This function and logic is in place in ALL other major Agile project management software.   Teams update Tasks beneath the Story and EXPECT to see a DAILY BURNDOWN of effort/remaining estimates against original estimates.  THAT is what a Spring Burndown chart is!   Atlassian may not redefine the report for their own convenience.  

If they did NOT offer the Time Tracking option, that might be different, but since they DO it is clear that the TIME logged must be used for Burndown reporting.

This is similar to the Cumulative Flow Diagram only showing Number of Stories.   That is not granular enough for Scrum.   Story Points should be an option on that (posted separately).

When Time Tracking is set Remaining Estimate and Time Spent, the Sprint Burndown chart must show a daily summary of Remaining Time against the Original Estimate ideal burndown line.   Plain and simple.

This in JIRA is absolutely wrong.   It's mixed up the idea of what each "measure" is for.  Sub tasks in hours, even if just done in a  1/4, 1/2, full day concept allows for Scrum Masters and the team to quickly make assessments and to shift if need be, determine when to swarm on things, etc.   This same thing allows for the team to see when they've run into a problem and they are no longer on track to achieve what they wish to in the sprint.  This is one more tool that the team can use to communicate.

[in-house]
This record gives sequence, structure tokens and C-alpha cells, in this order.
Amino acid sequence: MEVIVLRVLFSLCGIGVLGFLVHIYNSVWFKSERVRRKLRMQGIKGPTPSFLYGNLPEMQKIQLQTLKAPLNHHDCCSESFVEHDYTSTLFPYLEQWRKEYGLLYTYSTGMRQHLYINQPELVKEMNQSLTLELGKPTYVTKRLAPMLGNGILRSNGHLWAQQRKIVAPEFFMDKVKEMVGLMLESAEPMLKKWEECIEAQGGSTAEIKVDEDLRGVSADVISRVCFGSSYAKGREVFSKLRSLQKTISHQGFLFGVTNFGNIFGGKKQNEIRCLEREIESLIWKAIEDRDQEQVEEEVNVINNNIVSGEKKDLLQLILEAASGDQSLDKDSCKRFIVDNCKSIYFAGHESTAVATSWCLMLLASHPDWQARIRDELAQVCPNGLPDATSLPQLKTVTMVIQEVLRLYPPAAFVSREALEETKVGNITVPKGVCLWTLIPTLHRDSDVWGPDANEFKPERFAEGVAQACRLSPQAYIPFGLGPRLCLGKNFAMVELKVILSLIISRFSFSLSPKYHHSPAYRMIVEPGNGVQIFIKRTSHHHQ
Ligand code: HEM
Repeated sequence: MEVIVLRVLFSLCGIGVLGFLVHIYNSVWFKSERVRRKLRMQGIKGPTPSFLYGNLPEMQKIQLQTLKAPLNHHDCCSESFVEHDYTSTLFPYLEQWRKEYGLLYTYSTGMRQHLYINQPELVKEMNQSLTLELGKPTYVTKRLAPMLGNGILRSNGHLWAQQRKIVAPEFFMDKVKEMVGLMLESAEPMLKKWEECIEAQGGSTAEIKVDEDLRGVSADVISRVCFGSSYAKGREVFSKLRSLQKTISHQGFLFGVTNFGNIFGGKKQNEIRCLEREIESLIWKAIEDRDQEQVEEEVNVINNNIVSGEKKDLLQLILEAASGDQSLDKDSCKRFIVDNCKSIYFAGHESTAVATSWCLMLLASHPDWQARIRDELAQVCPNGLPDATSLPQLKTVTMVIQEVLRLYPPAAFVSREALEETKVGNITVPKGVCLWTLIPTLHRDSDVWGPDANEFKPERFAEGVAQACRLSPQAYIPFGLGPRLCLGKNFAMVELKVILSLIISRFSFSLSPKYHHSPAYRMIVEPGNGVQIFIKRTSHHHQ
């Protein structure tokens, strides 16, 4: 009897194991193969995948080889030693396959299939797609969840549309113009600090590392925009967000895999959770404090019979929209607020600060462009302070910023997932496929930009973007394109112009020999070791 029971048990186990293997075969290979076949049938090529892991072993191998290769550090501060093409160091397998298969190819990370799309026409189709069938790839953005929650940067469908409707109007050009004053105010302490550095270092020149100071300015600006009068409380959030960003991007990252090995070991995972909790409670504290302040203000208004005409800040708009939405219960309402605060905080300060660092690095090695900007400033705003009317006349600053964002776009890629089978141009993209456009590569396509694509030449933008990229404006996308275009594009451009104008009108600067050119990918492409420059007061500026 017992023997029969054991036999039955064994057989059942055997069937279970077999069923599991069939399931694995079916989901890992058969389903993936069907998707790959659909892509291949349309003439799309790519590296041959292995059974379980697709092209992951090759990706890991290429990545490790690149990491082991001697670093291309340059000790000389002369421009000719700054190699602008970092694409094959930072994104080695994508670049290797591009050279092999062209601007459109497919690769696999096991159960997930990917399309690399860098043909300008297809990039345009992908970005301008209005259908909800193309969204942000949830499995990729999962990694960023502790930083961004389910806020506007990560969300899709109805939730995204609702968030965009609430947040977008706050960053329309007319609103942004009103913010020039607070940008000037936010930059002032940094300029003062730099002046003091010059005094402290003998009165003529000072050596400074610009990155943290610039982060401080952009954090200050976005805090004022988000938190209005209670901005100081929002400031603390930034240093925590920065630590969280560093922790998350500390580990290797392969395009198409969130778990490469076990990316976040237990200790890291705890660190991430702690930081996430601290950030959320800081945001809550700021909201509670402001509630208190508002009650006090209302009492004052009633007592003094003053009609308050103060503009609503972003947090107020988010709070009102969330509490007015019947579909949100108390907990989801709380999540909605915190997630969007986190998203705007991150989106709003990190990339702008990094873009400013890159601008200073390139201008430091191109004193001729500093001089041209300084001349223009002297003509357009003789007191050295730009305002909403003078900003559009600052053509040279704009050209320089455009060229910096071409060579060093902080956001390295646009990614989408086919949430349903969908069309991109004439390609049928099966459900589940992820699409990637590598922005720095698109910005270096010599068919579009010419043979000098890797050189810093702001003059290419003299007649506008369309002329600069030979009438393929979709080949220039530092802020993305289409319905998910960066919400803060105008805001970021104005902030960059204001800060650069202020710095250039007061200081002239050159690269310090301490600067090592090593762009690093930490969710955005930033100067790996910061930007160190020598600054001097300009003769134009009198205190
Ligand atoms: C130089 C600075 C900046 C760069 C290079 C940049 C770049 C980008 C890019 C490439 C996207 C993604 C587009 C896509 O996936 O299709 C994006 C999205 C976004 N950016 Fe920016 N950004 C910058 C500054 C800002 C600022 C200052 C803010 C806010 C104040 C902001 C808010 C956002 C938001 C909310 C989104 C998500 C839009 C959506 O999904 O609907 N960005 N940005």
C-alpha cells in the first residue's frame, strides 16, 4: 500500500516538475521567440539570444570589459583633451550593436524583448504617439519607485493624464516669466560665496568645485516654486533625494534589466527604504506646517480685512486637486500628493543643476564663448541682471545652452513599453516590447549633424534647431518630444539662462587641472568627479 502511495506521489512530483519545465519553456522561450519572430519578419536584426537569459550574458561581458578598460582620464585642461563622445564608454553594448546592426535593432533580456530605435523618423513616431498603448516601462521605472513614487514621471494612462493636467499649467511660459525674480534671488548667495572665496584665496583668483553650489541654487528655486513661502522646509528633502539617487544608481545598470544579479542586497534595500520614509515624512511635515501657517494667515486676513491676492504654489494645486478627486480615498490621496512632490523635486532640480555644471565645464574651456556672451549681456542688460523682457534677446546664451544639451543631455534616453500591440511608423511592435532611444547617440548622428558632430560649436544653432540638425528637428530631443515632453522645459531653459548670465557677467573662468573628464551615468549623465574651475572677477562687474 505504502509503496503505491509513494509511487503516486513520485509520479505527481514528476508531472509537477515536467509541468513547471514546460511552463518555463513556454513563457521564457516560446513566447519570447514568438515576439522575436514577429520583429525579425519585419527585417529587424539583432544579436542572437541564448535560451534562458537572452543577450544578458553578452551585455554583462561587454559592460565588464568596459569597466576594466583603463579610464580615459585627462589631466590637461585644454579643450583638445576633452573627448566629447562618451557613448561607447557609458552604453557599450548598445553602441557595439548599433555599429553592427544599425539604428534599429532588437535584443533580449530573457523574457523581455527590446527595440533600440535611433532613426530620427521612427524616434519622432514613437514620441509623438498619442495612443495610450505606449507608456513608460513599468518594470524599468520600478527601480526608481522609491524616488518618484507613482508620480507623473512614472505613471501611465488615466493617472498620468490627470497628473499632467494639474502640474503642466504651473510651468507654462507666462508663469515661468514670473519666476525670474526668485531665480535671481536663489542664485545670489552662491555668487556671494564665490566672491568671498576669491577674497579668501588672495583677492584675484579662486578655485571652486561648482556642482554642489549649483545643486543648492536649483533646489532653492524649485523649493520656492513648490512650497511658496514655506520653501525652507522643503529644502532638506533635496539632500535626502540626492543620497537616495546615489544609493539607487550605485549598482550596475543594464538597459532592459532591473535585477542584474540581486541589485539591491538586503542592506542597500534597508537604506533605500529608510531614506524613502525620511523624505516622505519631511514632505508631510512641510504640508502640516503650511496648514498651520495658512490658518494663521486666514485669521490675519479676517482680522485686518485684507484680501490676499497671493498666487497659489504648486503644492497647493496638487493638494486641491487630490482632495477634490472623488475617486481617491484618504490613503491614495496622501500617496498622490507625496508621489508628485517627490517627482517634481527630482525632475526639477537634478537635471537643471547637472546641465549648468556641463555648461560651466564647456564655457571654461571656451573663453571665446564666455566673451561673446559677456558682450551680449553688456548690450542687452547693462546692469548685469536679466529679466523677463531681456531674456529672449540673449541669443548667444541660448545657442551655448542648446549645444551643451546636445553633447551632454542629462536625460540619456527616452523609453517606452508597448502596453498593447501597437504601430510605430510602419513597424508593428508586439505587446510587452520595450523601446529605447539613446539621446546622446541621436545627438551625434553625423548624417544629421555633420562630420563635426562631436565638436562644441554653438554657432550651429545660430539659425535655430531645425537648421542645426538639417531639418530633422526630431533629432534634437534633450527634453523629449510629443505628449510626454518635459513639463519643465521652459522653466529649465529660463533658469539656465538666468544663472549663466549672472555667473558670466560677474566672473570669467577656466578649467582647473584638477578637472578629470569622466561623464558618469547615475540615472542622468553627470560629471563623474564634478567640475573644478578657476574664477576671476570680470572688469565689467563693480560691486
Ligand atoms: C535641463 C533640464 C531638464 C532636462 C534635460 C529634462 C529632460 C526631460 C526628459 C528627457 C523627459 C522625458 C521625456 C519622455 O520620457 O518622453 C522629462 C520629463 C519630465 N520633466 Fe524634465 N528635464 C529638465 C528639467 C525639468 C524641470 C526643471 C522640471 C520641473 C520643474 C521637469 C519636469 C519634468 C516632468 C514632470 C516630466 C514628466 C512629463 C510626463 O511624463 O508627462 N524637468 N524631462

This isn't for "reporting" it's for the team to assess themselves on a daily basis if need be.  Story points determine different things as user stories and subtasks are indeed, different things.  For teams to truely be self governing they need to have some sort of indicator of where they are in their sprint that they all can agree upon as a basis of understanding.    

Burning down on the user story level isn't useful to a team on a daily basis, where the work actually gets done specific to the goal.    User story burndown also isn't granular enough to adapt quickly.   halfway through a "5" - if the team is stuck, it's important to know this, and subtask burndowns are an excellent indicator of things like this.  

So right now, for example I have a "13" and a "8" and a "5" across multiple developers - so instead of a burndown, I have a "block" that won't reduce itself until one of these is complete.   that is worthless to the team in sprint.   

Again, this isn't about reporting - it's about indication - being able to empirically see something and do something about it accordingly.  

As mentioned - Other tools do this, and do this very well (VisualStudio does an excellent job at some things, others not so much).   why can't Jira?

Like 1 person likes this

But you can't burn-down until something you committed to (the story) is done.  Visual Studio is not useful for Scrum because it's wrong.  Jira avoids the question.

Normally I side with you Nic, in fact I've told peers and clients that "If Nic says it, it's probably true" but I've been working with Agile for a long time now as a coach, a SM, a PO - etc, at various clients - many of whom use Jira.   I've found that Visual Studio works better "in the trenches" on the day to day, but program level reporting out of it is painful.   While, Jira has incredibly good reporting on a portfolio and program level it's working day-to-day is painful, and it needs to do some things that are really well done in Visualstudio.